What are key ingredients to create a startup culture?

Foundation Capital's Paul Holland says aspiring entrepreneurs are emerging across universities

Entrepreneur interview by Bambi Francisco Roizen
September 24, 2012
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What are a couple key ingredients that create an entrepreneurial culture and mindset at colleges? I asked Paul Holland, a partner at Foundation Capital, and the VC who's heading up Foundation Capital Young Entrepreneurs Program, or YEP, to find budding entrepreneurs across the country's schools.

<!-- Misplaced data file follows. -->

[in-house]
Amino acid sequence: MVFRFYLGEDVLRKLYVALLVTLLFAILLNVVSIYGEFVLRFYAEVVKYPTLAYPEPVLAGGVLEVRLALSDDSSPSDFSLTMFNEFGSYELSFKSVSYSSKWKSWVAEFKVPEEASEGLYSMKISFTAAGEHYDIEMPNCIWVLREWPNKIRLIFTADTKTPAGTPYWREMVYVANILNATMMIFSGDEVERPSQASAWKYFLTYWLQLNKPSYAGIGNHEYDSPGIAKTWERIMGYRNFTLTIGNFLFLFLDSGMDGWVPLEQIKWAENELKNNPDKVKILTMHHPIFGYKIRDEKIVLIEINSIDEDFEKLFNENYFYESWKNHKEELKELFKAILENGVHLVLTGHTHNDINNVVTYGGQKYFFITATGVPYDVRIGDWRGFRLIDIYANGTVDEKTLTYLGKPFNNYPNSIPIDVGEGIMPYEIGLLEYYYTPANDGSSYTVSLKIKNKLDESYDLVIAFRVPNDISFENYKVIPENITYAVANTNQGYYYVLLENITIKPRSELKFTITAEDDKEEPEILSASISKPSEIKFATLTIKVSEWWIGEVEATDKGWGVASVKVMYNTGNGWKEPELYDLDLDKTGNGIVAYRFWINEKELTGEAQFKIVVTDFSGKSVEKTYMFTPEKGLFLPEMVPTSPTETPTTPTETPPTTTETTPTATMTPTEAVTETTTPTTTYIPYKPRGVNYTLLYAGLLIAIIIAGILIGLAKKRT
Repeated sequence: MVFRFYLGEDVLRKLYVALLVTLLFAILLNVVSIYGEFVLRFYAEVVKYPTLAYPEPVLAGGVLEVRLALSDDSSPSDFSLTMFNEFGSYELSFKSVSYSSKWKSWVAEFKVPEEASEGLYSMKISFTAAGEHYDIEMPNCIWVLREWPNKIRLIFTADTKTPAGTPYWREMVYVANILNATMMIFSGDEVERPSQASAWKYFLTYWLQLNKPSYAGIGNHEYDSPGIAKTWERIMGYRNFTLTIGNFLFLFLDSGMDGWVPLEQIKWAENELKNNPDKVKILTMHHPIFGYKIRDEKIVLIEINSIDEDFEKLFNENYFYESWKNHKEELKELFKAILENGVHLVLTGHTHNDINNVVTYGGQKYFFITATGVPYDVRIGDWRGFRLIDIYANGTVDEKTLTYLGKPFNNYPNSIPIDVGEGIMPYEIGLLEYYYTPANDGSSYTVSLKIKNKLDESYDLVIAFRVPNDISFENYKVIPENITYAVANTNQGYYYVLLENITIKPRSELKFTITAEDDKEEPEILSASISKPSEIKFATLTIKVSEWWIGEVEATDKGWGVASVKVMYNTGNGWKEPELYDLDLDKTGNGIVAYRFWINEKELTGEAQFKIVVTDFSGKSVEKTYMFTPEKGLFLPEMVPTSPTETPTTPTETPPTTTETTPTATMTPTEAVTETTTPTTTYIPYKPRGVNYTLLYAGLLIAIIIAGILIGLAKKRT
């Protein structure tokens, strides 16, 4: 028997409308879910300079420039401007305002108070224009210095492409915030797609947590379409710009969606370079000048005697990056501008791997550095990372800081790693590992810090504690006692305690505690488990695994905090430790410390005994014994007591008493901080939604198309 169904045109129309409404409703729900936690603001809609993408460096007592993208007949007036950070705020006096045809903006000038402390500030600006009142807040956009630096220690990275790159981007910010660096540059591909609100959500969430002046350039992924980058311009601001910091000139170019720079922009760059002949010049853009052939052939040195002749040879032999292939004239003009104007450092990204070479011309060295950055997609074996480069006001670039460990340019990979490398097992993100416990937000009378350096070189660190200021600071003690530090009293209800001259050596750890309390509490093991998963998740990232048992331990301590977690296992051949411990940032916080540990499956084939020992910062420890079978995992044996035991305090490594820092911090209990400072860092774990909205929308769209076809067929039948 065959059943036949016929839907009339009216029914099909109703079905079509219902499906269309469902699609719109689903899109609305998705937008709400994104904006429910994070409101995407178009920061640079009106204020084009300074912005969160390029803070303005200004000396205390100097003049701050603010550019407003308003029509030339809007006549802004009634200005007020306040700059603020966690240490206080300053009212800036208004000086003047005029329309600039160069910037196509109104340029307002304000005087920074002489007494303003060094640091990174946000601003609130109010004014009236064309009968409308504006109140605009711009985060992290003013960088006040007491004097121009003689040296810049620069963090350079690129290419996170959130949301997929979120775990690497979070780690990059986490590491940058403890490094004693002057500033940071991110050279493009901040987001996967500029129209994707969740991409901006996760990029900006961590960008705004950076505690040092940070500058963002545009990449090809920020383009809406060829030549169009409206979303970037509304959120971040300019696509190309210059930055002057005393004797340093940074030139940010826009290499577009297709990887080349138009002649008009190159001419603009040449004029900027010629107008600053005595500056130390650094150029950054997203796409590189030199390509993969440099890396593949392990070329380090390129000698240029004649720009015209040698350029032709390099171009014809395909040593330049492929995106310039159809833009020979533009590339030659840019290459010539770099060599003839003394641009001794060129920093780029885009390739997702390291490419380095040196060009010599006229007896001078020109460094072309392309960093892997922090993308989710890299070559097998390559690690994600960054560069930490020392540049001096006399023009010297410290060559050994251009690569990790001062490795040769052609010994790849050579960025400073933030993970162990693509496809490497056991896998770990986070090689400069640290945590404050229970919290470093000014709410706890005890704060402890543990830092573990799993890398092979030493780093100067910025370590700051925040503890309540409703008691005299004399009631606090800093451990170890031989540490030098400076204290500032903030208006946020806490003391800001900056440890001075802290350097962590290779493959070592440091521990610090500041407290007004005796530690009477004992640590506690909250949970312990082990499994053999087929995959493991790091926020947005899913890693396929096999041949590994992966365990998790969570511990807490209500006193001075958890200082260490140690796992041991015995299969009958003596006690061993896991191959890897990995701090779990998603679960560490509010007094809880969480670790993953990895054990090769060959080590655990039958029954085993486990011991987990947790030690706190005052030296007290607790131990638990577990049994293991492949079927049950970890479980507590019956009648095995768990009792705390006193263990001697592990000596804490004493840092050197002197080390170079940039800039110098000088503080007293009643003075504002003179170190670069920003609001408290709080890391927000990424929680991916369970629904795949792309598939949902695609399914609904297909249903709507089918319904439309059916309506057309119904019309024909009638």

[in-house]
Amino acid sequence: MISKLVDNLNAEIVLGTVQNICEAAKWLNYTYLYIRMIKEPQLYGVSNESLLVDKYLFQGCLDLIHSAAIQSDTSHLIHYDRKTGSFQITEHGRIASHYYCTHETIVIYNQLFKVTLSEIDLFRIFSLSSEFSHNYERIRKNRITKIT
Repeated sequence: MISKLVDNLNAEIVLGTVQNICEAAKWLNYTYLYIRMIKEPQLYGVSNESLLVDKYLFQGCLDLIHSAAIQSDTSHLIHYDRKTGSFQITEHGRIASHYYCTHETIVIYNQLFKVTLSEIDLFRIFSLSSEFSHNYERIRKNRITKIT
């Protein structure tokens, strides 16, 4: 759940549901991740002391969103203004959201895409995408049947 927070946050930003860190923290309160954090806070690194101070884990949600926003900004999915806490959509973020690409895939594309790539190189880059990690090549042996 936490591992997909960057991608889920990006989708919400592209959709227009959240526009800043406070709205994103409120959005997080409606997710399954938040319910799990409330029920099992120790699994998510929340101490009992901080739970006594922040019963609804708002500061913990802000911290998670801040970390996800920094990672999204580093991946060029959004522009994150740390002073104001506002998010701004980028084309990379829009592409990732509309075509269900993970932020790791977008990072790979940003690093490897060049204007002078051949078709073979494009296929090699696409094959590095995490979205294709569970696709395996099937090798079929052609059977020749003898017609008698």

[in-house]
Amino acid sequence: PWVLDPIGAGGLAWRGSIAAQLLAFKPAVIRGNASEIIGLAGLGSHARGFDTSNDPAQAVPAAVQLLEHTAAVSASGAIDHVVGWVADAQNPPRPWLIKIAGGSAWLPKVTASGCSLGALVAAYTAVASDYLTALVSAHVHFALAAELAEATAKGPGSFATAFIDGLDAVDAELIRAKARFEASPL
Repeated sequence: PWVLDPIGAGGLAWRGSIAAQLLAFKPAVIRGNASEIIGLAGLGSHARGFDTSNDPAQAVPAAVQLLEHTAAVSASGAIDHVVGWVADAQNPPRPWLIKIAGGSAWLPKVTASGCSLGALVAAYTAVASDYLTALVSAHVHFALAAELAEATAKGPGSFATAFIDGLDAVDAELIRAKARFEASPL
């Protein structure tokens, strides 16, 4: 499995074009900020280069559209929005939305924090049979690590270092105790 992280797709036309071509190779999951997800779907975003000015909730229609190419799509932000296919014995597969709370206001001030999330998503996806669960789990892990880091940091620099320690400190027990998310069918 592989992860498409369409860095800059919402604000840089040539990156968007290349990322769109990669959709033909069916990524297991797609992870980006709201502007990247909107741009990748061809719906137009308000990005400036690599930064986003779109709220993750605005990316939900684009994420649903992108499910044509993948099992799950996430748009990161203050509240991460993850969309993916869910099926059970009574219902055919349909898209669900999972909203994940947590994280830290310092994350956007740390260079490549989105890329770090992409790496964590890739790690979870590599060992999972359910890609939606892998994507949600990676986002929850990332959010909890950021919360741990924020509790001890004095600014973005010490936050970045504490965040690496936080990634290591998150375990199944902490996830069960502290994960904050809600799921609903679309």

"It's a rich question," he said. But Holland points to Manhattan as an example of a place that's getting the right ingredients. NY has the "momentum," he said. It has a phenomenal local environment where people want to be and live. It also has enough technologists. But the school, not surprising, that is the "Gold standard" of schools doing the best job at creating an entrepreneur culture is Stanford, mainly because of the fairly frictionless way to be able to create IP and build upon it.

I also asked Holland whether he saw more entrepreneurs across universities today than a couple years ago. While he didn't have any stats on it, anecdotally he said more students want to be entrepreneurs and build businesses.

A coupe years ago, he'd give a talk and there'd be six students. Today, "you'll have 60 students."  

(See the first segment: Foundation Capital's plans to find the next Mark Zuckerberg

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